It’s raining again outside our house and it just seem like a good time to make a post about it, and reminisce my past experience about the rainy days here in the Philippines.
Tropical storms or Typhoons are common occurrences here. When the season sets in, nobody could predict the effects it would bring. Sometimes it’s just the usual downpours we Filipino’s experience. Wet, cold, and a nuisance to travel. But every now and then, all hell breaks loose. Just like what happened last year here in Metro Manila when Typhoon Ondoy (Ketsana) decided to pay us a visit.
So if you’re living here, you should always be prepared for such things. The past rainy season taught me lot in terms ofpreparation. I now make it a point to check my stores for emergency purposes like candles, matches, batteries for flashlight, etc., and make certain it’s always ready and accessible. I also view the sites that gives information about the weather like storm2k, typhoon2000, JMA, JTWC, etc. I never rely on our local weather bureau, which is PAGASA, because in my opinion they’re inaccurate and inefficient.
Much more, I am a dialysis patient and my treatment schedules doesn’t recognize any type of “Typhoon Holidays”. Ilearned it the hard way last year and taught me a couple of valuable lessons. So I compiled some tips which I implement myself and hope it could be useful to my fellow patients and readers as well.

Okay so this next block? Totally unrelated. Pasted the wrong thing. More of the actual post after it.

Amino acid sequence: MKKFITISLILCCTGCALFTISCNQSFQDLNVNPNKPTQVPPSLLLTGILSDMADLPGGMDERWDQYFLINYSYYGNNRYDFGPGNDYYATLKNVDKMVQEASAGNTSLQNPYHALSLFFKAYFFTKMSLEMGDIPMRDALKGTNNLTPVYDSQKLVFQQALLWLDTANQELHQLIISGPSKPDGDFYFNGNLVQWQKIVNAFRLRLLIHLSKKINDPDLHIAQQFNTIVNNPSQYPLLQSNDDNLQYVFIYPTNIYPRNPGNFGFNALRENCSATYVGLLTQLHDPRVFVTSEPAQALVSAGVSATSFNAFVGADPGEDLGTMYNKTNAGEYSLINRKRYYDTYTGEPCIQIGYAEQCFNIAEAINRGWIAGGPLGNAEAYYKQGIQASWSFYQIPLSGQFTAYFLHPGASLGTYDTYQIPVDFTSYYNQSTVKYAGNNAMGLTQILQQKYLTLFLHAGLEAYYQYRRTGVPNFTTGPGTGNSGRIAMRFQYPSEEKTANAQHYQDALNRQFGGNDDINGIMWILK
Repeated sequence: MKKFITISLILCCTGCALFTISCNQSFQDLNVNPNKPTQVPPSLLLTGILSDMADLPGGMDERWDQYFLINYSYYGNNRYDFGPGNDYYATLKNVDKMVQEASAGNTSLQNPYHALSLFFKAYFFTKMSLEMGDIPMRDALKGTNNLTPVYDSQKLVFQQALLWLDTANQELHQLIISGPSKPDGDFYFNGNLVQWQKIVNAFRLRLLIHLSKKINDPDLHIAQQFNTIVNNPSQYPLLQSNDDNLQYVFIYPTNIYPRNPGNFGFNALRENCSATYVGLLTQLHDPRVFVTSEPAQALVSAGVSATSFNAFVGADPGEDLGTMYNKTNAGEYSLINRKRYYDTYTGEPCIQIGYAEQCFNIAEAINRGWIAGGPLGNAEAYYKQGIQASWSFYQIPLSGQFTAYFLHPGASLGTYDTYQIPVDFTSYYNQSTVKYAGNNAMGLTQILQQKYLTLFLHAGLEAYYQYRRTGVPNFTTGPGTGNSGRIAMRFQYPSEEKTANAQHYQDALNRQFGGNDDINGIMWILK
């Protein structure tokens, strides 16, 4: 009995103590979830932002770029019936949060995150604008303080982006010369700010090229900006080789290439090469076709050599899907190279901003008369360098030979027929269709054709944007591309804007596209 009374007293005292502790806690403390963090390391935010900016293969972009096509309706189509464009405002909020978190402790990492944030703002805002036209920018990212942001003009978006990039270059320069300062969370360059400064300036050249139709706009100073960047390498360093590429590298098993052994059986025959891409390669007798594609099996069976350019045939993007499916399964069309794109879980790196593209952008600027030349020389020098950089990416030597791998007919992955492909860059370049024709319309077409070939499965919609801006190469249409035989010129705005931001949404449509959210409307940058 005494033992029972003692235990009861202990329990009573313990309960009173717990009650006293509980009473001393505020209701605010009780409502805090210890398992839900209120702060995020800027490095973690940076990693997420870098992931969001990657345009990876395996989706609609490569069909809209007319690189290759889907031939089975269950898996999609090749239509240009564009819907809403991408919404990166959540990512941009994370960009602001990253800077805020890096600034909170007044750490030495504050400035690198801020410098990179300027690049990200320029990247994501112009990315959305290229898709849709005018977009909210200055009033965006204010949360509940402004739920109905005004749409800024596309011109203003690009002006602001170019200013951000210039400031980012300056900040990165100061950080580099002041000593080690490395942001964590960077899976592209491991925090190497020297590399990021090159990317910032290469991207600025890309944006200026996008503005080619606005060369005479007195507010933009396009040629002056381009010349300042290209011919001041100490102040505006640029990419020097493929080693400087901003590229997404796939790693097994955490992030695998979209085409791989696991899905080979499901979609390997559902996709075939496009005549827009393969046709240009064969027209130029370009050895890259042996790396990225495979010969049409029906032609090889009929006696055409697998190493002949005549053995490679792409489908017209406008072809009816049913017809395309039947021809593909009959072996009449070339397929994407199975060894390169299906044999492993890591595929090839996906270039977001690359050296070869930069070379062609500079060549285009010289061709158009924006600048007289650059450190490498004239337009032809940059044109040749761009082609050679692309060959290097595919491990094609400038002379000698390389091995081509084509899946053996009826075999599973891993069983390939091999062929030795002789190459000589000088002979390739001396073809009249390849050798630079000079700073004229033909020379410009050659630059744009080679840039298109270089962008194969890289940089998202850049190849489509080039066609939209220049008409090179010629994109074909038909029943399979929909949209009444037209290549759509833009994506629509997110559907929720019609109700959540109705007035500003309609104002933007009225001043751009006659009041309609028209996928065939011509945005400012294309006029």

- Always stay updated whenever a storm or typhoon is coming in.
- Tune to your reliable weather resource for information and take notice of the typhoon’s path if possible.
- If it’s going to pass your location, know it’s ETA (Estimated Time of Arrival) ahead of time so you could compare it with your treatment schedule.
- If there’s a conflict, and the typhoon that’s coming in is strong, call your clinic and ask for a re-schedule if possible.
- If not, be sure to have someone with you when going to the clinic and pack some extra clothes. You’ll never know what would happen or whether you might have to stay in the clinic for a while if things worsen. It’s better to be ready than sorry.
Well, I hope the things I’ve listed above would be useful for you. It served me well in facing the other storms that passed our country after Ondoy, and I hope it could do as much for you too.